Impact investments

Enabling prosperous communities

In brief

  • An estimated US$ 1.75 billion made available to microentrepreneurs since 1997
  • £10 million UK Impact Investment Fund catalyzes innovation and social change
  • 79 employees have advised non-profit organisations since 2008

In addition to integrating ESG factors in asset management, Deutsche Bank has a long history of working to enable disadvantaged communities to achieve economic success. Our efforts not only direct Deutsche Bank’s own capital for this purpose but also structure opportunities for like-minded investors that are not currently being served by conventional capital markets. We are a recognized leader in supporting microfinance institutions – which in turn provide financial services to microentrepreneurs – and in facilitating community development projects in distressed urban areas. Deutsche Bank’s funds under management in this impact investment portfolio exceeded US $ 1.5 billion in 2014. Whenever possible, the Bank cooperates with others to increase the scale of its activities and in certain instances involves employees as pro bono consultants for community partners. Within the Bank’s Corporate Community Partnership program, 79 employees have been seconded to microfinance institutions and other non-profit organizations on short-term assignments since 2008. In the course of their stay that lasts several weeks, they help establish self-sustaining social and economic structures. Typical tasks include project management, IT system improvement, finance and marketing.

An estimated

3.9 million microloans

 have been facilitated by Deutsche Bank since 1997

Deutsche Bank was the first global bank to launch an investment fund supporting the microfinance sector in 1997. Since then, we have pioneered standards to promote ethical behavior in the industry and protect its clients. We have lent approximately US$ 330 million to over 130 microfinance institutions in 51 different countries, seeding an estimated 3.9 million loans for microentrepreneurs worth an estimated US$ 1.75 billion.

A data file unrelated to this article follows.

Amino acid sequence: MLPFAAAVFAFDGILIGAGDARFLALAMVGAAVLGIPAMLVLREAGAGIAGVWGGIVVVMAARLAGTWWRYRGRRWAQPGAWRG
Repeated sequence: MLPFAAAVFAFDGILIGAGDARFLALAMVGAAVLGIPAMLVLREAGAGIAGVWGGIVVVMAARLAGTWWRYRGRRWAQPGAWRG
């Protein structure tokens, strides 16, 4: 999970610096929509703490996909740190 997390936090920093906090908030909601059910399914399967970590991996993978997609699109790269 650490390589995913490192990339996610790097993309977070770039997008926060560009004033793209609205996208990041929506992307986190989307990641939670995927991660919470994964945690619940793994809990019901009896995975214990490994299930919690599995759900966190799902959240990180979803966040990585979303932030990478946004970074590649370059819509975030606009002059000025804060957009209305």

In addition to supporting microfinance institutions, we have created funds that pursue specific development goals. Deutsche Bank’s Essential Capital Consortium II, which closed in 2014, provides flexible debt financing that supports the growth of social enterprises in poor communities. The US$ 50 million fund, of which Deutsche Bank invested US$ 5 million, focuses on three sectors that can have a direct impact on the poor: energy, healthcare, and “Base of the Pyramid” financial services.

In 2014, for the first time, we launched an opportunity for employees to participate in our social finance activities, in partnership with the non-profit organization Kiva. We provided every US employee with US$ 25 to facilitate a loan to a microentrepreneur of choice. Kiva aggregates these loans – US$ 193,025 in total, based on 60 % participation – and delivers them to field partners in more than 70 countries. We have also extended the program to France, where almost 80 % of local Deutsche Bank employees have subscribed to the offer, and will roll it out globally in 2015.

In the UK, the Deutsche Bank Small Grants Fund has distributed over £750,000 to local initiatives since it began in 2006. In cooperation with our partners, the Community Foundation for Merseyside, Foundation Scotland and the London Community Foundation, Deutsche Bank employees decide on the recipients. In 2014, the Fund provided 31 grants to initiatives that benefit young people (e.g. WORLDwrite, Hackney and Sport 4 Life UK, Birmingham). Endowments that support local causes currently attract 50 % match funding from the Government.


3 billion people

in developing countries cook on open fires, often within small homes

The US $ 4 million Clean Cooking Working Capital Fund supports social enterprises that manufacture, sell, and provide safe fuels. In partnership with the Global Alliance for Clean Cookstoves, development finance institutions and private investors, the goal has been defined to facilitate the establishment of a US $ 100 million second stage fund that further helps these companies reach scale. The Alliance aims to replace traditional stoves and open fires in developing countries, which create indoor air pollution that is responsible for four million deaths a year. Similarly, the £10 million Impact Investment Fund helps to close the financing gap for social enterprises in the UK. In 2014, it invested £1 million in the UK’s first social impact bond fund which raised £25 million. The Fund supports early intervention schemes that aim to address the root causes of social disadvantage. In Italy, the new Fondazione Deutsche Bank launched its first social bond, raising € 100,000 for the food bank Banco Alimentare that collects and redistributes food free of charge every day to almost 9,000 charities.

In 2015, we plan to further increase our impact investments portfolio and to establish new conduits to support start-up enterprises.

Microfinance – Estimated cumulative financing to micro-borrowers (bar chart)
Microfinance – Estimated cumulative number of microloans financed (bar chart)


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